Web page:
Great Barrier Reef: UNESCO defends 'in danger' declaration

Environment Minister Sussan Ley. Picture: Sitthixay Ditthavong
Environment Minister Sussan Ley. Picture: Sitthixay Ditthavong

There is "irrefutable and indisputable" scientific evidence that the Great Barrier Reef is deteriorating due to climate change, UNESCO has said, as it pushed back against the Morrison government's fury over its move to declare the natural wonder endangered.

UNESCO oceans specialist Fanny Douvere has also rejected Australia's claims that it was denied due process or the target of a politically motivated attack, insisting its draft recommendation to list the reef "in danger" was based on an objective assessment of the best available science.

Dr Douvere's comments came as the federal government continues to cry foul over the UNESCO World Heritage Committee's draft ruling, with Prime Minister Scott Morrison on Wednesday morning lashing the decision-making process as "appalling".

Australia has now been backed up by 11 other nations, whose representatives to the UN body have co-signed a letter expressing their collective concern about the listing process.

Environment Minister Sussan Ley this week said the government had been "blindsided" by the decision, claiming Australian officials had been assured just a week ago that no such recommendation would be put forward.

She claimed the draft ruling from the China-led committee was politically motivated, while UNESCO's process was flawed because it had not inspected the reef in person.

Ms Ley said Australia had invested $3 billion in preserving the Great Barrier Reef, which she heralded as the best managed in the world.

The Morrison government fears an "in danger" listing could tarnish the reef's reputation as a global tourism destination. It has vowed to fight the decision ahead of the heritage committee's next meeting in July.

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Speaking to The Canberra Times from France, Dr Douvere said Australia's response was "very understandable" given Australia's financial investment in conserving the Great Barrier Reef.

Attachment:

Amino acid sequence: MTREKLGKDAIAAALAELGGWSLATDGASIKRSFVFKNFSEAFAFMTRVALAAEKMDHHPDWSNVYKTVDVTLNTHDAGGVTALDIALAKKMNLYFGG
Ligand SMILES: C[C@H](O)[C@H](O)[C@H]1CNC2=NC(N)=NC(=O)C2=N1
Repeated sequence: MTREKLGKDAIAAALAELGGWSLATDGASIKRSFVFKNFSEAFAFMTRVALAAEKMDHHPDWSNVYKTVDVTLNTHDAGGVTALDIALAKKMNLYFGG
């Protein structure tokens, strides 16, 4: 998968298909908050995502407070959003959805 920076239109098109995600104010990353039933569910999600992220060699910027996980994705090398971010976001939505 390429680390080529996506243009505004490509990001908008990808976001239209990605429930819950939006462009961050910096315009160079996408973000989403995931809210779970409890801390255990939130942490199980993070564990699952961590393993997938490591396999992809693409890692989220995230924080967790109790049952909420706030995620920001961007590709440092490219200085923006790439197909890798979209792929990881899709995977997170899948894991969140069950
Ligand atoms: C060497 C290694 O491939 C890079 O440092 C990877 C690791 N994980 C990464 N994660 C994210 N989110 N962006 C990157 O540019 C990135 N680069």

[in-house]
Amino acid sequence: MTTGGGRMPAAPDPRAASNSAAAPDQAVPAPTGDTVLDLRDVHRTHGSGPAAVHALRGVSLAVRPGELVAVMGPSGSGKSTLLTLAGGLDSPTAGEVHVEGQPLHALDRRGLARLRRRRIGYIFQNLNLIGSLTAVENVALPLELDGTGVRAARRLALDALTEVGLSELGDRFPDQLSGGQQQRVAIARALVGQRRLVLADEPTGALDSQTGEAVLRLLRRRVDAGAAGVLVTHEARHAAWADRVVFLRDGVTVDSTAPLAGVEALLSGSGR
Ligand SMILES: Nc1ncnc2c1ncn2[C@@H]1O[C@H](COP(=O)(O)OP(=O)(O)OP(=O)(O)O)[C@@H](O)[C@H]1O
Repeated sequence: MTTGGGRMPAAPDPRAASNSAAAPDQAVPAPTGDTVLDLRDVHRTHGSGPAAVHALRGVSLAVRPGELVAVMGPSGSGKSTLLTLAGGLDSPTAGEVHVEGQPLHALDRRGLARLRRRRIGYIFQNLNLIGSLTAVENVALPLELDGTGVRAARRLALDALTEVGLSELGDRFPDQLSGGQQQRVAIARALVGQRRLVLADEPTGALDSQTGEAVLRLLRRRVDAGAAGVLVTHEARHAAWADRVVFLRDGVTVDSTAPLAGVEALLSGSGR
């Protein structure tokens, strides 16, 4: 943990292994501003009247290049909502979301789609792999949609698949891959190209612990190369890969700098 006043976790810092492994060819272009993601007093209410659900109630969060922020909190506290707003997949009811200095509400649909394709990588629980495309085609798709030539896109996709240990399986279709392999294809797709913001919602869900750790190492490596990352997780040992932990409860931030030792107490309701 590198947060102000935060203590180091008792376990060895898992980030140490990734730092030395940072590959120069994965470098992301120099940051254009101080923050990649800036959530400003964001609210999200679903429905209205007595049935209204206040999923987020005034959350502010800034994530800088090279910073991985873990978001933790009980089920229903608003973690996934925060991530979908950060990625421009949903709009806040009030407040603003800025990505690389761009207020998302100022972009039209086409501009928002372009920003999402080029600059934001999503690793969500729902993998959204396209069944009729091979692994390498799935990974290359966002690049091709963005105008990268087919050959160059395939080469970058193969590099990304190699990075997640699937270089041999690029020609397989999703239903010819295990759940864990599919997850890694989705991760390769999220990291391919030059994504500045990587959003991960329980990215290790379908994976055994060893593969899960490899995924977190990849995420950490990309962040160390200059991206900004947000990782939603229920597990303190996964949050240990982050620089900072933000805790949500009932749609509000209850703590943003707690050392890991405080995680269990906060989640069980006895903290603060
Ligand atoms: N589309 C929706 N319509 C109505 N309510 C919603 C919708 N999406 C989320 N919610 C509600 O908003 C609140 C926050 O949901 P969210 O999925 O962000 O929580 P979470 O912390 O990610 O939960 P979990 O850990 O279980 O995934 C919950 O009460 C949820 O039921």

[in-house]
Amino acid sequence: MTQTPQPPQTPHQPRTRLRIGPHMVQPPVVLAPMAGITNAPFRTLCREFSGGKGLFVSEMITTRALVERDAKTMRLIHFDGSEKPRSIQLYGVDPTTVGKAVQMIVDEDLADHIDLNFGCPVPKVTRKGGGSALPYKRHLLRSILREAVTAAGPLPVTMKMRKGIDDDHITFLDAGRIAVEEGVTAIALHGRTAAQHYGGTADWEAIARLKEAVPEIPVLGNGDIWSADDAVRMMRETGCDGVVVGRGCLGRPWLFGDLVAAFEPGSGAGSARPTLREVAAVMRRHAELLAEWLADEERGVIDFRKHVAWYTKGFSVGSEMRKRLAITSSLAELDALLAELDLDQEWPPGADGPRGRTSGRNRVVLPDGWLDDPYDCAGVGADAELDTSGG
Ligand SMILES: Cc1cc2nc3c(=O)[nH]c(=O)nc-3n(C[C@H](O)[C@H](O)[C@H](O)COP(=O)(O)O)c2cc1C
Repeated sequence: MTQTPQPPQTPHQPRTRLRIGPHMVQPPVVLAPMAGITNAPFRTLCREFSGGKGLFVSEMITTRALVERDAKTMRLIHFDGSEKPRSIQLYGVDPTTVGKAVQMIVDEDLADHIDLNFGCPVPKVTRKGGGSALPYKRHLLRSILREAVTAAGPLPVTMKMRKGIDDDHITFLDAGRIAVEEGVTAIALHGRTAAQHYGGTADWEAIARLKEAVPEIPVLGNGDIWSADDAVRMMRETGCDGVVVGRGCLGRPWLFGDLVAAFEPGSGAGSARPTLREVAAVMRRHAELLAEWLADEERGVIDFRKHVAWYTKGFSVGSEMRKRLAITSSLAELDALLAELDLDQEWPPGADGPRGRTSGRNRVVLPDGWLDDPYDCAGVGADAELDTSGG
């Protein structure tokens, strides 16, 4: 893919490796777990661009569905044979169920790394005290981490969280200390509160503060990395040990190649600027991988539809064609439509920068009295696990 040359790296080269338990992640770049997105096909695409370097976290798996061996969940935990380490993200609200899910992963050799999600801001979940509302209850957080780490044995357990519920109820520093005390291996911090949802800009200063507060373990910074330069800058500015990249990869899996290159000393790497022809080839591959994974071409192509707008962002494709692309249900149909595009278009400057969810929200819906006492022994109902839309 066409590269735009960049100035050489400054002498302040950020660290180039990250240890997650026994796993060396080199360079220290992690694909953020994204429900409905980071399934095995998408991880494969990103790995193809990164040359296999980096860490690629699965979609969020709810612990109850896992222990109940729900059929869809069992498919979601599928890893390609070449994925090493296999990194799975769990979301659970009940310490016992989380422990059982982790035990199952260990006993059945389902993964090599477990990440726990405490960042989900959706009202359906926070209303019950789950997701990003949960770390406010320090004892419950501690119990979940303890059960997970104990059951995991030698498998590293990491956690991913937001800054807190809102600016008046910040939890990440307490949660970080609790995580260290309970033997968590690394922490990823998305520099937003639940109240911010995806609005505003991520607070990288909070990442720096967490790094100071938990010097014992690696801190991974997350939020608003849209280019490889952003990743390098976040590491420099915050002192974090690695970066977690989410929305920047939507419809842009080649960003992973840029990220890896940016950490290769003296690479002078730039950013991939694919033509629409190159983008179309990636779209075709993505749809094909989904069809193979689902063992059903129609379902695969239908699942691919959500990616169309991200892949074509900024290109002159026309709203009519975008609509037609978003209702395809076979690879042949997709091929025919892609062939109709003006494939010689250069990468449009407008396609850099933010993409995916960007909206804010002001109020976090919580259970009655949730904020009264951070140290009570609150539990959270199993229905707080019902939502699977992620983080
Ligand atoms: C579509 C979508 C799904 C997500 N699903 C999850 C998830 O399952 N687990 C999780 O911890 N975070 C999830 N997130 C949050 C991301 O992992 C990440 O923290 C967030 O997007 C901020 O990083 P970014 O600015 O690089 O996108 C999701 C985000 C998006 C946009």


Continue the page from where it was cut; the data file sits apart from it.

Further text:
But Dr Douvere rejected the Morrison government's claims that it had been mistreated, insisting the decision was based not on politics but on scientific evidence.

"With three consecutive [coral] bleachings in less than five years the science has been irrefutable and indisputable that the reef does meet conditions for an "in danger" listing," she said.

The draft decision said climate change was to blame for the reef's mass bleaching events in 2016, 2017 and 2020 and called for "accelerated action at all levels" to address the threat of global warming.

Climate scientists and reef experts have warned Australia needs to set more ambitious emissions reduction targets in order to help protect the ocean jewel.

Dr Douvere said Australia could do more, including cutting emissions and increasing efforts to meet water quality targets.

But she said the draft listing should send a message to the entire international community about the threats of climate change. The science was clear, she said, that coral reefs could not survive if global average temperature rise exceeded 1.5 degrees.

"That is the duty of UNESCO ... to alert the international community on the reality of the reef," she said.

"This is an opportunity to unite, this is an opportunity to stand together, especially in the face of climate change."

Meanwhile, Mr Morrison used a radio interview on Wednesday morning to condemn UNESCO's actions.

Labor environment spokeswoman Terri Butler says the government must do everything it can to avoid the Great Barrier Reef being declared "in danger". Picture: Sitthixay Ditthavong

Labor environment spokeswoman Terri Butler says the government must do everything it can to avoid the Great Barrier Reef being declared "in danger". Picture: Sitthixay Ditthavong

"The UNESCO process has been appalling," he said.

"This process is not on. There's a proper way to do these things," he said.

"We invest, together with the Queensland government, some $3 billion on reef sciences, the best managed reef in the world.

"Sure, it's got challenges like sensitive environments all around the world, but Australia does it better than anywhere else, so we will be making that case."

Labor's environment spokeswoman Terri Butler said it wasn't helpful for her speculate on the possible political motives behind UNESCO's decision.

"[But] I think it's important for the government to explain exactly why they say the UNESCO decision was so unexpected. The government needs to be transparent, UNESCO needs to be transparent."

Ms Butler again called on the Morrison government to do everything it could to avoid the "in danger" listing, as she accused it of failing to heed repeated warnings about the reef's decline.

This story 'Irrefutable and indisputable': UNESCO defends reef decision first appeared on The Canberra Times.

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